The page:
I recently finished a short and fun read by Elizabeth Wurtzel entitled Creatocracy: How the Constitution Invented Hollywood. The book focuses on the U.S. Constitution and how it gave rise to much of the creative and entrepreneurial success of America. One of my favorite sections discusses invention–specifically, how invention requires infrastructure. Wurtzel points out that Silicon Valley is necessary for the development of technology because there needs to be a place for techies to congregate, for collaboration to ensue, for VCs to locate prospects, etc. Likewise, Hollywood functions as the infrastructure for films to be made. Producers, scriptwriters, studio back lots, actors, and more are all on hand to contribute to the movie-making process.
Just as technology needs Silicon Valley and movies need Hollywood, so does learning need a classroom; it’s the infrastructure for acquiring knowledge. In a classroom, students develop social skills, collaborate, produce essays, solve problems, make mistakes, and learn from those mistakes. The teacher is there too, of course, assessing students’ needs, providing direct instruction when necessary, and guiding students through project based learning and the use of technology.
The classroom is important infrastructure, and this is why students will never be able to most effectively learn at home while attending virtual schools. Of course, some young people may need to learn at home in front of a computer due to circumstances, but the majority of students require the classroom in order to navigate life in the 21st century.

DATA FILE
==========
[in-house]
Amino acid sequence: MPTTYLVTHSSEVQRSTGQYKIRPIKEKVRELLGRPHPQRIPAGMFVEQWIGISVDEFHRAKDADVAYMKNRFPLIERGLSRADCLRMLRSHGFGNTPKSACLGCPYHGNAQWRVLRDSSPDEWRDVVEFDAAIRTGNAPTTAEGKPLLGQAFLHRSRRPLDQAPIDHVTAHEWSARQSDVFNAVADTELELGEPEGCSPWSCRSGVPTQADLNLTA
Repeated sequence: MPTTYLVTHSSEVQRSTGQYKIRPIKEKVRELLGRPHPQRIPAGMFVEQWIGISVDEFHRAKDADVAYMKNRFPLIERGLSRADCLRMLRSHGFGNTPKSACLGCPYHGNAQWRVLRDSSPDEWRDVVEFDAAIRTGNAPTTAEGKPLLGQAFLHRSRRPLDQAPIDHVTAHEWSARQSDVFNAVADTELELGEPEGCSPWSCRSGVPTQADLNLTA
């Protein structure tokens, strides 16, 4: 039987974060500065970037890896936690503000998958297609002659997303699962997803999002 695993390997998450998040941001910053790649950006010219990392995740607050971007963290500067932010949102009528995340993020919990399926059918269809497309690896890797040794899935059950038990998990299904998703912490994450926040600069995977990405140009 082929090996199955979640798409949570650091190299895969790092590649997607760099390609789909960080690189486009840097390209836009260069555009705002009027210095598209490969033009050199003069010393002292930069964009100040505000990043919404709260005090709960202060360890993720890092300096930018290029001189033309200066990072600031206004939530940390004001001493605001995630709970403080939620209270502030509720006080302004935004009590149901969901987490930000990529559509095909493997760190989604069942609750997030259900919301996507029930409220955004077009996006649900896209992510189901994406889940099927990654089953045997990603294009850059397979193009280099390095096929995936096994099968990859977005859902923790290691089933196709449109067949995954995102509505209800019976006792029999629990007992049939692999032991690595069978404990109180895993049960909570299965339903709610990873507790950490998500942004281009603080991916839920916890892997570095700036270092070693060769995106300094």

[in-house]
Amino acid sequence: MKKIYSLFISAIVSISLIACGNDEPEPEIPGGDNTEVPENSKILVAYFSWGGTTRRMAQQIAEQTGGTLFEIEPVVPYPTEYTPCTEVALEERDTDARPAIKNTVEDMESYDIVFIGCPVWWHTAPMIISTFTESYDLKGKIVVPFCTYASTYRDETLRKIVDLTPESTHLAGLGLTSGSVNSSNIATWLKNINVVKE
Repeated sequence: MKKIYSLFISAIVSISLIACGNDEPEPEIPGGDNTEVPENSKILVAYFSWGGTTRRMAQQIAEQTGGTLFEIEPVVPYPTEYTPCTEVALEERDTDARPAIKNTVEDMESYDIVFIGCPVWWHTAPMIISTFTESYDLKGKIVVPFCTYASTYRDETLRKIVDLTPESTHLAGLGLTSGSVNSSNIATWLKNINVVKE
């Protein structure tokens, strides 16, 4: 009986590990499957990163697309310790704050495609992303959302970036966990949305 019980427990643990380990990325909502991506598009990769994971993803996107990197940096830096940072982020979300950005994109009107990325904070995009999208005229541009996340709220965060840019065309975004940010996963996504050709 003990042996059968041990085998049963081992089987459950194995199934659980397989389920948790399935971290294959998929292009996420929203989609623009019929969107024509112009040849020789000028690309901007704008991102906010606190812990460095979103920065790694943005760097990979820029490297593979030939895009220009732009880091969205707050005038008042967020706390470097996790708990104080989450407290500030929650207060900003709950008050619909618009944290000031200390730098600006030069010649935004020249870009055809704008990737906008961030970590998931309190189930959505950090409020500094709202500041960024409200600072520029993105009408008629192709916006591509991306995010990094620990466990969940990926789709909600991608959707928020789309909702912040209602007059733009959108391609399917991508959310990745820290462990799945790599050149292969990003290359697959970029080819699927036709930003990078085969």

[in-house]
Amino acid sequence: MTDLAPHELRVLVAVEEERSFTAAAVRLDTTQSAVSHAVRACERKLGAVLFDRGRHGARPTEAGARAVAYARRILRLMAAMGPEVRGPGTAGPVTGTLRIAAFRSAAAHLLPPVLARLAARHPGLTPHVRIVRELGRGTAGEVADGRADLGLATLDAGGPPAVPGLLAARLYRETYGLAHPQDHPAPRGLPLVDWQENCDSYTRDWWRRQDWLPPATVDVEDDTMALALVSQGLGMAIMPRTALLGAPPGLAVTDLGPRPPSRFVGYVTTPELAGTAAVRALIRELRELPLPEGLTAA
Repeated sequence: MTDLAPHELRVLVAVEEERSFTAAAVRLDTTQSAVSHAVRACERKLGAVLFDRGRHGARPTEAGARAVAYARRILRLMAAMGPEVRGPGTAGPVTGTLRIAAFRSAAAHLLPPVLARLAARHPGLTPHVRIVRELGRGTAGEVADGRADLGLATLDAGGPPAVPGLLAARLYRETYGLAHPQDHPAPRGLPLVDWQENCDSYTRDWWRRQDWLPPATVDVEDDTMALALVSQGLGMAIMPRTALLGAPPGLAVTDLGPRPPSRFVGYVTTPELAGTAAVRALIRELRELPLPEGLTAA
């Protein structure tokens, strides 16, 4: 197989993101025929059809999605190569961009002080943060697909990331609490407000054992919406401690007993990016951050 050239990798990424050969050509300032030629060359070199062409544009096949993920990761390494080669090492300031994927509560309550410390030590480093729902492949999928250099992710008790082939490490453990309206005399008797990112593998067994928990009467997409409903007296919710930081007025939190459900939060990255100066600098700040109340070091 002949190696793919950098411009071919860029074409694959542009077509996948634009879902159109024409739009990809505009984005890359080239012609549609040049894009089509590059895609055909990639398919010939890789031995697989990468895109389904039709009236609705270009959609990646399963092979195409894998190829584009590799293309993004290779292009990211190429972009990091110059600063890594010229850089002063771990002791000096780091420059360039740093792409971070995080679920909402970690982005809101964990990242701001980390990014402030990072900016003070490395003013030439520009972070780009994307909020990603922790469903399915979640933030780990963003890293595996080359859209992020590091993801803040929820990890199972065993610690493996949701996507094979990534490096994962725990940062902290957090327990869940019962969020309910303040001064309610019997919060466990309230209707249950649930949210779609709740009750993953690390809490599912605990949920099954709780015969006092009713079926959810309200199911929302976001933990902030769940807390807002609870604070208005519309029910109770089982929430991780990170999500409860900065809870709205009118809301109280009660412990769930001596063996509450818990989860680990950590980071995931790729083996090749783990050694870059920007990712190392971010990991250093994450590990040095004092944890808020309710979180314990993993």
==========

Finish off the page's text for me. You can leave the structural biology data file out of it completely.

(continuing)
If your school district is contemplating a 1:1 deployment, establishing a strong Wi-Fi connection in every classroom is the first task that must be completed before proceeding. If a school doesn’t have consistent internet connectivity, and you’re trying to teach a professional development session, it’ll be a very unsettling experience. (This is compounded when you’re teaching a roomful of students and the connection keeps dropping.) Not having reliable Wi-Fi and trying to provide edtech training is like an emergency surgeon with a patient who’s bleeding out but the surgeon wants to repair the patient’s ACL first.
Once the network connection is squared away, the next step is building the human infrastructure. Without this important component, your school will have a strong internet connection and 1:1 devices that are never used. An investment in people is what’s necessary to help teachers become confident with laptops or tablets in their classrooms. This is, of course, easier said than done. Setting up routers in classrooms is fairly straightforward: You run cable, install access points, and test the Wi-Fi signal until it works. Of course there are a number of variables, but if the result is strong internet connectivity, then you know the job is done. Figuring out how to effectively support teachers with PD sessions and ongoing assistance is a little more nebulous.